In recognising some sweeping transformations that would have to happen over the next 25 years to achieve its target, Scottish Water’s refurbishment at Nigg has seen an upgrade of Cambi’s Thermal Hydrolysis Process (THP) – and the introduction of a new Digester Mixing System – from Landia.

Scottish Water was a pioneer in 2001 when it commissioned the fifth-ever Cambi THP plant. Over the past two years, Cambi has modernised outdated control and measurement systems – and is currently upgrading the heat exchangers. The plant can treat up to 60 tonnes of dry solids per day, but further improvements could increase this considerably.

Landia’s GasMix Digester Mixing System - Helps with Biogas Yield from Sewage Sludge.
The externally mounted Landia GasMix at Nigg.

“A quarter to one third more biogas than we were previously”

On the subject of biogas Yield from sewage sludge, Simon Wrigglesworth of Scottish Water Services, Grampian, said:

“We’ve still got work to do, to deliver the full suite of improvements – and will keep fine-tuning – but since the refurbishment, taking everything into consideration, we are producing approximately a quarter to one third more biogas than we were previously”.

Increased Biogas Yield from Sewage Sludge

He added:

“We’ve come a long way since the old compressor mixing system at Nigg, which failed regularly. This resulted in the effective digester volume being reduced because the fouling up of vessels with an accumulation of solids lessened the amount of gas that we could produce”.

When the two 4,000m3 digesters at Nigg were cleaned out during the centre’s refurbishment, it was revealed that 45% of the volume had been lost due to grit and heavily compacted sludge. Central to the need to raise the biogas yield from sewage sludge and help to make this STC electrically self-sufficient and significantly reduce its carbon footprint was the important choice of a new mixing system.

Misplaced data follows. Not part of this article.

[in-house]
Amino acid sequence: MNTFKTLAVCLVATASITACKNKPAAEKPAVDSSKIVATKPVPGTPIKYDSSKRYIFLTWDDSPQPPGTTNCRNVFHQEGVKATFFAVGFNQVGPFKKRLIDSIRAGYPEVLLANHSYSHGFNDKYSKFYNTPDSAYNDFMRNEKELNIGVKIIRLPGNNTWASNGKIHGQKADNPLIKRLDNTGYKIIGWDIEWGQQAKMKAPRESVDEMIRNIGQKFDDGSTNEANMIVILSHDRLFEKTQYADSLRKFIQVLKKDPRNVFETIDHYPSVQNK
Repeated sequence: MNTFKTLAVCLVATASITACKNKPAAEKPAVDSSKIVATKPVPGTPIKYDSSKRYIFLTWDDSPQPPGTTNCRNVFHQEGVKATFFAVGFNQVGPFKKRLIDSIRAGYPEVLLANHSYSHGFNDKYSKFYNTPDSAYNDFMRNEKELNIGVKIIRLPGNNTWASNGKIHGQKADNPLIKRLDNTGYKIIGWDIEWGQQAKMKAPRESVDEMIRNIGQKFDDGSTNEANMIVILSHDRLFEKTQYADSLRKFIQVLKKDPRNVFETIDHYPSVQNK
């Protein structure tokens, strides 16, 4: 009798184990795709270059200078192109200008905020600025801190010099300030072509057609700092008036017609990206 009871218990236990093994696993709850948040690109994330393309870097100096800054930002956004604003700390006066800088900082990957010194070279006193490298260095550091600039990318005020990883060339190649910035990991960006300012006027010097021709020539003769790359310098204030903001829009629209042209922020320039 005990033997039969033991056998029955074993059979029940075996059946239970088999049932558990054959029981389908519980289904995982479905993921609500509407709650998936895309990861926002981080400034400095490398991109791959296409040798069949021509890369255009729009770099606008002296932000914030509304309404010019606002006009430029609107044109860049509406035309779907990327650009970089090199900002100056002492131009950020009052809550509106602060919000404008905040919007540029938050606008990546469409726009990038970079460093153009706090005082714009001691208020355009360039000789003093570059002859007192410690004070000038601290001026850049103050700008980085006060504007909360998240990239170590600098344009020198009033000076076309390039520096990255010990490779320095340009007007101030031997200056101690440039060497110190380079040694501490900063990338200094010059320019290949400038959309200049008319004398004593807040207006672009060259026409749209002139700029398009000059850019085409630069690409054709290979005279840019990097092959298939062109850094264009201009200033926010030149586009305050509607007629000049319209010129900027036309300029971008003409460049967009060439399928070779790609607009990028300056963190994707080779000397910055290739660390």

“We looked at various options”,

continued Simon Wrigglesworth,

“but as has been proven, Landia, who were confident that their system could handle the thickness of the sludge, did exactly what they said they were going to do. There was nothing showy; they gave us a good feeling right from the start and provided an impressive whole life cost analysis. They were clearly very determined to bring about the benefits we required”.

Both digesters at Nigg are now fitted with two diametrically opposite Landia Chopper Pumps, which draw thick liquid from the bottom of the tank, where solids are chopped to accelerate the digestion process and prevent clogging of pipes and nozzles.

 “A 25% to 30% increase in our gas production”.

A view of the Cambi Thermal Hydrolysis Plant (THP) at Nigg WWTW, Scottish Water.
A view of the Cambi Thermal Hydrolysis Plant (THP) at Nigg WWTW, Scottish Water.